I thank Zaib un Nisa Aziz for organizing this roundtable and the reviewers Amy Kallander, Ceyda Karamursel, and Henry Clements for their engagement with my book Age of Coexistence. I appreciate their observations, criticisms, and suggestions to clarify some of my main claims about the emergence of a modern culture of coexistence across the Mashriq after 1860. As the reviewers noted, my book disputes two pervasive myths: the first of the perpetually sectarian Orient; and the second of romanticized or instrumentalized coexistence. But more than this, my larger aim is to insist on a now unknown or neglected history of antisectarian solidarity that has defined the modern Mashriq. Although there has been a boom of work on sectarianism in the Middle East following the illegal U.S. invasion of Iraq in 2003, I want to redirect attention to a different history of antisectarian and ecumenical solidarity. This antisectarianism has not been appreciated enough by scholars of the region, yet it has been the basis of consistent expressions of both conservative and emancipatory ideas of secular belonging and citizenship for well over a century in the Arab East.
To elaborate my argument about the emergence of the ecumenical frame in the modern Arab world, I adopted two approaches. The first was a narrative one that locates the beginnings of this history of ecumenical solidarity during the Ottoman Tanzimat; in other words, I insisted on returning Arab history to its larger Ottoman context, and within that, I contrasted the trajectory of an enduring, if contested, ecumenical solidarity in the Levant with its collapse amidst intense nationalist ethno-religious politics in the Balkans and Anatolia. Hence the paradox of “coexistence in an age of genocide” of the late Ottoman era and the contrasting fates of Armenians and Christian Arabs who played an important part in elaborating the ecumenical frame. In the post-Ottoman and newly colonized Arab East, there was intense competition between various elements of Arab thought to nationalize the ecumenical frame. My contrast of the Iraqi and Lebanese cases suggests two antithetical ways to elaborate the post-Ottoman ecumenical frame within mandates dominated by European powers. Sati Husri was the pedagogue of secular nationalism in Hashemite Iraq and Michel Chiha was the ideologue of modern sectarianism in French-dominated Lebanon. They represented locally-rooted but divergent and contradictory expressions of how to rebuild the ecumenical frame. Not so was European colonial Zionism’s drive to build an exclusive ethno- religious Jewish state in what had always been a multireligious land—a topic to which I turn my attention in the final chapter. Ideologically and geopolitically, colonial Zionism obviously shattered the ecumenical frame in Palestine.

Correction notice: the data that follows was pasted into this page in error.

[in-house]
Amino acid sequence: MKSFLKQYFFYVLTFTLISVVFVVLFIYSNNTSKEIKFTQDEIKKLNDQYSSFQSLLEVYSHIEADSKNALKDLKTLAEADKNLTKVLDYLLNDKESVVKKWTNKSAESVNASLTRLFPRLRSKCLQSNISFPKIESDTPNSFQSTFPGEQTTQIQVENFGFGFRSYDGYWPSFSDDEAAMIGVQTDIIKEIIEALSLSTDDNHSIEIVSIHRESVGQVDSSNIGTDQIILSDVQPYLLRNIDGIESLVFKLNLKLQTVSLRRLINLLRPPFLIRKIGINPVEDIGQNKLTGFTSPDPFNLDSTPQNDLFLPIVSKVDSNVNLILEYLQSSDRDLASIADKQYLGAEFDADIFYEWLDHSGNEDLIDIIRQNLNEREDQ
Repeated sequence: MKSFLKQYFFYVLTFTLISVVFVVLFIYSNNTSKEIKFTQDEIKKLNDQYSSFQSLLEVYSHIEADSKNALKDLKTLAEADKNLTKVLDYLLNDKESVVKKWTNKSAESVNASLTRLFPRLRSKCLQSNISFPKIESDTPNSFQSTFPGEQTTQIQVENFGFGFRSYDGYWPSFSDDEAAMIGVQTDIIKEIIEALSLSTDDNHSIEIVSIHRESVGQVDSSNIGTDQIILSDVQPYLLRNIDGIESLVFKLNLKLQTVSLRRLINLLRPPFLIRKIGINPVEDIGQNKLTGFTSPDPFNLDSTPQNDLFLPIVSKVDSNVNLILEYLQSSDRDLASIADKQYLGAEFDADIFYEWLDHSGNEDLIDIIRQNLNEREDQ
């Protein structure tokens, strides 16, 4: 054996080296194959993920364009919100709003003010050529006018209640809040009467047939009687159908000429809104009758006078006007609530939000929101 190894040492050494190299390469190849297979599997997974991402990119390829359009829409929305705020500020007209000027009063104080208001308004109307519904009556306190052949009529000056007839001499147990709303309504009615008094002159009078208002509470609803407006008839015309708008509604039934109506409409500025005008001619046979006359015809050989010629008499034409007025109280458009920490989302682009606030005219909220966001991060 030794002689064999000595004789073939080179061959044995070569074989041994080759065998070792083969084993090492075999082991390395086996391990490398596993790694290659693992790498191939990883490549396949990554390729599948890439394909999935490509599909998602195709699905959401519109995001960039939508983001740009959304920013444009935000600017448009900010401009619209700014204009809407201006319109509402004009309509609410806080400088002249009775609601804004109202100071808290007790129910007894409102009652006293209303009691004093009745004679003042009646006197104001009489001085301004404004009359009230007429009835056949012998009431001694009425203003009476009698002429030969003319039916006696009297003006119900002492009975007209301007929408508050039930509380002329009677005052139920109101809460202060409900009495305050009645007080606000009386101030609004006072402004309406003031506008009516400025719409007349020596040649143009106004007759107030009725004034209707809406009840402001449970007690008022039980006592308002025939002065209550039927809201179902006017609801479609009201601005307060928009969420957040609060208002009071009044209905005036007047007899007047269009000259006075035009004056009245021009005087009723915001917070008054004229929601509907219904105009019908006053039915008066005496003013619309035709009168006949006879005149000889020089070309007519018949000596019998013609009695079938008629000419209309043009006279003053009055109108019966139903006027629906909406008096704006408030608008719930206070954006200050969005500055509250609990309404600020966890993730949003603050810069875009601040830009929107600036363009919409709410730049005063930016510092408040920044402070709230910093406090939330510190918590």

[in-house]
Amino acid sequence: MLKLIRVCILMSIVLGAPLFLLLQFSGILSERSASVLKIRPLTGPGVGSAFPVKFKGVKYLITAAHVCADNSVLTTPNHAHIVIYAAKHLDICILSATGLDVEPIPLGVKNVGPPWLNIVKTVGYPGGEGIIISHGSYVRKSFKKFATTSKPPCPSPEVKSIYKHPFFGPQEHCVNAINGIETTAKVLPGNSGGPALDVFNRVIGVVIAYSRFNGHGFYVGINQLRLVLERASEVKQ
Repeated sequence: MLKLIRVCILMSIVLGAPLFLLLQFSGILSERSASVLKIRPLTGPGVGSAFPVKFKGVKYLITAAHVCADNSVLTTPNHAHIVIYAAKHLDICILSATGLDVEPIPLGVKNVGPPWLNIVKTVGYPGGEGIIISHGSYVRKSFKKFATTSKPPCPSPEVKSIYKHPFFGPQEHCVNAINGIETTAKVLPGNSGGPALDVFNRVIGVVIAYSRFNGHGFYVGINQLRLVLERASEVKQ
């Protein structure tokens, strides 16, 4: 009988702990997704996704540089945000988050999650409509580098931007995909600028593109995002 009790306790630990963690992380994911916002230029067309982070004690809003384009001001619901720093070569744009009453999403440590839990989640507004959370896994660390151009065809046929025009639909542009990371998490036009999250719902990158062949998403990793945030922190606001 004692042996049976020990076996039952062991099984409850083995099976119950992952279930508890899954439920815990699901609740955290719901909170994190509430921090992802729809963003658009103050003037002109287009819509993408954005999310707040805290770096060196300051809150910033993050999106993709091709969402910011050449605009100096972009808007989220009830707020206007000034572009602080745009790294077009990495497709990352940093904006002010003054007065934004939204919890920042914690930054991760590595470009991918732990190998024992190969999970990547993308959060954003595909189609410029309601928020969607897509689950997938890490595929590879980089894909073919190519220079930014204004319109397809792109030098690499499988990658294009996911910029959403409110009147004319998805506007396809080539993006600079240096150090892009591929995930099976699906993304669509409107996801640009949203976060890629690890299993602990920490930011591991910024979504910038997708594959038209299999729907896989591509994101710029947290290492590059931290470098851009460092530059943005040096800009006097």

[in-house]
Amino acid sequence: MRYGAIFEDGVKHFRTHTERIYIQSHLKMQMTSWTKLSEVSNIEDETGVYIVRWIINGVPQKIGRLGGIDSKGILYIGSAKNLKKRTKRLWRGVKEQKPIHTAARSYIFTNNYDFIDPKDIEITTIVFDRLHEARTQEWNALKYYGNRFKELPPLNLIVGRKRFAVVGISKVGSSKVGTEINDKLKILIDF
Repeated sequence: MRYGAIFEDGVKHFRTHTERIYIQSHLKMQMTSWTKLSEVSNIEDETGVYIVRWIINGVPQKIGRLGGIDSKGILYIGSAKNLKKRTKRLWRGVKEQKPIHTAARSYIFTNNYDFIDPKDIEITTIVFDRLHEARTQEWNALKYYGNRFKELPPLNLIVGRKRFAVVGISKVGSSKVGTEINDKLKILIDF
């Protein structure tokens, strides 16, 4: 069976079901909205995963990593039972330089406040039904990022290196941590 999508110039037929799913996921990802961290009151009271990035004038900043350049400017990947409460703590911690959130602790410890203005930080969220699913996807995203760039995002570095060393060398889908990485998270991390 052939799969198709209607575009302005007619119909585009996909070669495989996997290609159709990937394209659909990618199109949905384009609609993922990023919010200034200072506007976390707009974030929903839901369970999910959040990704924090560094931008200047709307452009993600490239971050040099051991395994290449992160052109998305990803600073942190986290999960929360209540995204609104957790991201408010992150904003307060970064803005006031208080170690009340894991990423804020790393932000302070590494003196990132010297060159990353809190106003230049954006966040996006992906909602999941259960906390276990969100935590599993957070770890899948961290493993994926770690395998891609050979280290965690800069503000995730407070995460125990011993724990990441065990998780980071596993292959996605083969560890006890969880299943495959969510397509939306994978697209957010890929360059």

My second approach was a conceptual one that insists on seeing the related and modern problems of sectarianism, antisectarianism, and citizenship in the Arab world with parallel problems that emerged in other parts of the world: racist segregation in the United States; antisemitism in Europe; communalism in South Asia and tribalism in Africa. My point here is to push back against a corrosive disillusionment among contemporary Arab scholars who remain haunted by “failure” as an allegedly Arab problem after 1967. I also want to use these juxtapositions of different but coeval historical experiences to relocate the discussion of the modern Middle East into its proper global and comparative perspective. I want to encourage students of the history of the modern Arab world, the late Ottoman empire, and the wider Middle East to appreciate how the broken promises of equal liberal citizenship, the pitfalls of nationalism, the violent geopolitics—and the resistance to these sordid realities—have had echoes and parallels in many other parts of the world. In that sense, as I noted in the book, I see this text as an introduction to an ongoing research project where others examine the applicability of the idea of the ecumenical frame in other contexts with different historical, political, economic, and social conditions, such as North Africa or the Gulf region.
Amy Kallander reads my work through the lens of the colonized Maghrib, where the extremely violent colonial policies pursued by France in Algeria and elsewhere that did so much to shatter the possibility of secular solidarity between colonized subjects and communities of different faiths. Kallander is right to draw attention to the “Berber” policies of the French, for example, and to ask about the “Jewish articulations” of the ecumenical frame as opposed to the mostly Christian and Muslim Arab ones that I focused on in my work. These are important questions that require more research—and I am absolutely convinced that these are bound to be productive avenues for future discussion. But as Kallander recognizes, my focus on the Arab East leads inevitably to the question of Zionism. What and how “Jewish articulations” of the ecumenical frame unfolded were inevitably shaped by the massive effect of colonial Zionism that claimed stridently to represent Jews from all cultures and regions. Colonial Zionism devastated the foundation of the ecumenical frame in Palestine by insisting on an exclusionary and violent ethnoreligious state in an historically multireligious land. Other scholars and I have explored in terms of how Jewish Arabs or Arab Jews reacted to and engaged with Zionism in Palestine, and how Christian and Muslim Arabs reacted to and resisted a political project that so clearly fused sectarianism and nationalism with destructive consequences for the Arab East.